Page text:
‘HOW DEEP dare I go? How far might I reach?’
These challenging questions form part of a framed display of the life story St Ignatius of Loyola on the wall of Loyola Hall Jesuit Spirituality Centre in Merseyside. I went there with an early draft of of my ‘coming out’ story to make an eight day silent retreat, with the intention of writing more while I was there. God had other ideas.
The questions leapt out at me from the display, which I had passed many times before unseen. They got me thinking, ‘What have they got to do with me? How would I answer them?’
It came to me in the early hours of the morning on the final day of the retreat that the first question could be an invitation to look at this story again, but this time to have the courage to go deeper, and the humility to recognise God’s presence throughout it.
The story’s title sums it up. The original working title was ‘Out Of The Depths’, chosen for three reasons; it referred to the opening line of Psalm 130, ‘Out of the depths I cry to you O Lord’, which I prayed with many times when I felt far from God, cut off by fear, guilt, depression and shame about my sexuality. It also gave a nod to the poem Oscar Wilde wrote while serving a sentence of hard labour in Reading jail for ‘gross indecency’, called De Profundis, the Latin translation of ‘Out of the depths.’ It also played on the word ‘out’, as this was to be my ‘coming out’ story, my journey to openness as a gay man.
But that is not all the story is – it is also my faith story; how I became a Roman Catholic by accident of birth and a believing Christian by the power of God to work into the story an experience of unconditional love and forgiveness, in spite of my fear of rejection and my belief that I could never be ‘good enough’ because I am a ‘defective heterosexual’, otherwise known as a gay man.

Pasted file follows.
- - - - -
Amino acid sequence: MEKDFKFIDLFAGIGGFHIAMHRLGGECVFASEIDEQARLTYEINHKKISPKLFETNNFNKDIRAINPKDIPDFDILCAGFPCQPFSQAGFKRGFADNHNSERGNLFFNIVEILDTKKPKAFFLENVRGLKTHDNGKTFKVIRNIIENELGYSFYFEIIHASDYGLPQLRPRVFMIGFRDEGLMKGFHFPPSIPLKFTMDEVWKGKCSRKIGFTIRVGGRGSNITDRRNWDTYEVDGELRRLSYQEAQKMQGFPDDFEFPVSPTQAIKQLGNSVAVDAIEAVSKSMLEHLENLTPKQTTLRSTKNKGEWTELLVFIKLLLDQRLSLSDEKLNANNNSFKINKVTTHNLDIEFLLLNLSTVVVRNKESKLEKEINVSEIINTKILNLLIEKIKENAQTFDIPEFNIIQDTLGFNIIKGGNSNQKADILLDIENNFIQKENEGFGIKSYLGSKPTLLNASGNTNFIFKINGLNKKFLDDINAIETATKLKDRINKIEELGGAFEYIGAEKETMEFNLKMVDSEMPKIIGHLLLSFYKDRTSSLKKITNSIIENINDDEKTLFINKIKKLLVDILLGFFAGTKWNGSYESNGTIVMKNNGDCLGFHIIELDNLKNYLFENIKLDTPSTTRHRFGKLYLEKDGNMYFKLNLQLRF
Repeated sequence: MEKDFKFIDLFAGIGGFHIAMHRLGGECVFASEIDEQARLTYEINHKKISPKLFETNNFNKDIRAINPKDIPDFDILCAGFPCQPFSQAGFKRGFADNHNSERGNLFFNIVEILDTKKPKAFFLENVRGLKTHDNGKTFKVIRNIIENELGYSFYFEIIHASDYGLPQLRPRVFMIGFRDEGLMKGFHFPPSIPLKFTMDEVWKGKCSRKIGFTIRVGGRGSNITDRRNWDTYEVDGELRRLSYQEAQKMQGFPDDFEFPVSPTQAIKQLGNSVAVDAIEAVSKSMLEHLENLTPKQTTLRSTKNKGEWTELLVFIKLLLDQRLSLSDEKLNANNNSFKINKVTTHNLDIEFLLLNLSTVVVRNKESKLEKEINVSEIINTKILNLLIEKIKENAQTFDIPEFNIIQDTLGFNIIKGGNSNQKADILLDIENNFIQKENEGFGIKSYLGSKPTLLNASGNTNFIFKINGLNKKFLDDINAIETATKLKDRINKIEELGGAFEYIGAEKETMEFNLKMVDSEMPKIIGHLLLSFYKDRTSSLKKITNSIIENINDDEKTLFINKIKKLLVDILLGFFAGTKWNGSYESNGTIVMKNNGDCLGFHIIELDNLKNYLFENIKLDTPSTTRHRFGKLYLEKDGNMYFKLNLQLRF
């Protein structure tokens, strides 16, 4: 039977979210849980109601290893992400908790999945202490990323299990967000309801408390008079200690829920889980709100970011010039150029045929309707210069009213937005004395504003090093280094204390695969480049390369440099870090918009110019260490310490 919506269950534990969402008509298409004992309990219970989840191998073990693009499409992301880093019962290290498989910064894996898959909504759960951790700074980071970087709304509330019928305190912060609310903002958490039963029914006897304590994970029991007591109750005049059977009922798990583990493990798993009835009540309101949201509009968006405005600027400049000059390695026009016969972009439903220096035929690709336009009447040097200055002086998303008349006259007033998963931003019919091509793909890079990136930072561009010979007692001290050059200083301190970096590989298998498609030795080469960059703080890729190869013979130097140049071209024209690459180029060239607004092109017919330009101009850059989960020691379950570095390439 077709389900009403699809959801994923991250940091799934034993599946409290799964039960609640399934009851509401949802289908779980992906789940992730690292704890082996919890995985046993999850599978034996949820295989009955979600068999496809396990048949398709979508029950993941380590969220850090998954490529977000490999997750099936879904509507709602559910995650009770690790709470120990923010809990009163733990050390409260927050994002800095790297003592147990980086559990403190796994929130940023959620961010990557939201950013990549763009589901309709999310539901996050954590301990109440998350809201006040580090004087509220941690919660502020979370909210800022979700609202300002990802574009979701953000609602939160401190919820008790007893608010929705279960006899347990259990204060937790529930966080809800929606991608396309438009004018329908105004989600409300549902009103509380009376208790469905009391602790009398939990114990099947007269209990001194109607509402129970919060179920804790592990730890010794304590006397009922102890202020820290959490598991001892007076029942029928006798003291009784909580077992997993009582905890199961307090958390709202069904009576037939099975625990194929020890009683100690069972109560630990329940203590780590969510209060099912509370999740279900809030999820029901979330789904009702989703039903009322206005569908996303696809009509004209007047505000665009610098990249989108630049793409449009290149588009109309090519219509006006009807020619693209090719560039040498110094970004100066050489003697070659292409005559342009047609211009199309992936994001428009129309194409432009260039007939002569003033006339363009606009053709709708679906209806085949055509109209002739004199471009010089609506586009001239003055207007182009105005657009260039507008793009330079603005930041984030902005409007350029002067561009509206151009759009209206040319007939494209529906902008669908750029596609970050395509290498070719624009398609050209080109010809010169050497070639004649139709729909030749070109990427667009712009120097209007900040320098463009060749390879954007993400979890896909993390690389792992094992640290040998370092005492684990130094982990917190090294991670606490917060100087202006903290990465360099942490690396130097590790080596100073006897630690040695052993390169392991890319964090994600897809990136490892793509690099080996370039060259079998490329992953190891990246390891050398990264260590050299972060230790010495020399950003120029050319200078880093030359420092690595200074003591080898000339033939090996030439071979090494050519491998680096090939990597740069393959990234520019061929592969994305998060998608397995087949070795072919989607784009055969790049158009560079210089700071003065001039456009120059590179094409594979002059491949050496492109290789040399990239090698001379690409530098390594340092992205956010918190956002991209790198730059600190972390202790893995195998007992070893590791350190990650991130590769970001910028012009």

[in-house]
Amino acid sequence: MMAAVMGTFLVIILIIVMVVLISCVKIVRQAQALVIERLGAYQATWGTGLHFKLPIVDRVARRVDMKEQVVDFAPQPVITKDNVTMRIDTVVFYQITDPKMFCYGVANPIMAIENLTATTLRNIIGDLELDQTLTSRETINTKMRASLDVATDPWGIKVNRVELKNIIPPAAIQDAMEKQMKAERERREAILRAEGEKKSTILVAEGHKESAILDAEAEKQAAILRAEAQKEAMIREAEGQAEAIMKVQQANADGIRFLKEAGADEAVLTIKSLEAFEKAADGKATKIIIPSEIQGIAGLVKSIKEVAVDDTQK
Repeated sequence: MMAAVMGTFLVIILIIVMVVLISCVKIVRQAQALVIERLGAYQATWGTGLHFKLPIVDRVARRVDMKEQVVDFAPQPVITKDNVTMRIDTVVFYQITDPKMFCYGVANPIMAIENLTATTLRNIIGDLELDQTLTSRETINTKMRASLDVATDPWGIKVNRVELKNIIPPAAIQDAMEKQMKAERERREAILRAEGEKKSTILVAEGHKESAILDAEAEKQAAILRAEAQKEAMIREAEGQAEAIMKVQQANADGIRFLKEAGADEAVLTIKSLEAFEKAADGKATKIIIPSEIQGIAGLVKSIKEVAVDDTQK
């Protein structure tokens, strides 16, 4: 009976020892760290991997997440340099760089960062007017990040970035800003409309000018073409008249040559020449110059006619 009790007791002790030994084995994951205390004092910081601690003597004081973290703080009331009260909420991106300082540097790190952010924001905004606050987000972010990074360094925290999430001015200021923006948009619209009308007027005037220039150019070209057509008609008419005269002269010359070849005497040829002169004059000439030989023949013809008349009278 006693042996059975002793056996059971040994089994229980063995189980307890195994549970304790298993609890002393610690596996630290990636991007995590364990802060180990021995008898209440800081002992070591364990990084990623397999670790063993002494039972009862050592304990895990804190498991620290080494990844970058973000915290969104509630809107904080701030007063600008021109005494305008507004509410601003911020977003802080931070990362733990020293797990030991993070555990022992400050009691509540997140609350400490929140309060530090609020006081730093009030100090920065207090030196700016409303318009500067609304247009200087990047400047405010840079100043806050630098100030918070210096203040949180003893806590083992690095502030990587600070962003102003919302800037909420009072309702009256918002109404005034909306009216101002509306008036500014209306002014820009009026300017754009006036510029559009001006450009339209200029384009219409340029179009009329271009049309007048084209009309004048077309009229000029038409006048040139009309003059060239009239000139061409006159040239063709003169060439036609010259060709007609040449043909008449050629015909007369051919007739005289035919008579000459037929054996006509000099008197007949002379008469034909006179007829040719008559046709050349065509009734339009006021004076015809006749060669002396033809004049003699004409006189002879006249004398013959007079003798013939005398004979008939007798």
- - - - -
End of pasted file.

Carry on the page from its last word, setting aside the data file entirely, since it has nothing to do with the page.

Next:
And God knows I love a good word play – in the words of M.D. Smith: ‘You can create sparks in your writing by banging words together like flint’. So God gave me a play on words that not only created sparks, but started a fire. During the retreat I awoke in the night, not through fretful dreams, but because I felt excited about the inspiration coming to me during those days. I had never heard so many words in silence before. One phrase stood out, because it spoke to me of what God was asking me to do with my experience: ‘Put a brave faith on.’ So I did!
You will no doubt be familiar with the expression, and perhaps the experience, of ‘putting a brave face on’, to hide fear and distress. I know I was, so much so that for a while the wind changed and it stuck! But that is because it involved hiding the fear and distress, or trying to, not being real and honest about them and bringing them to God in prayer.
In the experience of that retreat I believe God was calling me to ‘put a brave faith on’, not to boast in my own courage, because I was holding on to a lot of fear, but to entrust those fears to God and to boast in God’s power to show strength in my weakness: “For it is not those who commend themselves that are approved, but those whom the Lord commends.” (2 Cor 10:18). The experiences of isolation, rejection and distress that you read here would have kept me in fear if left to my own devices.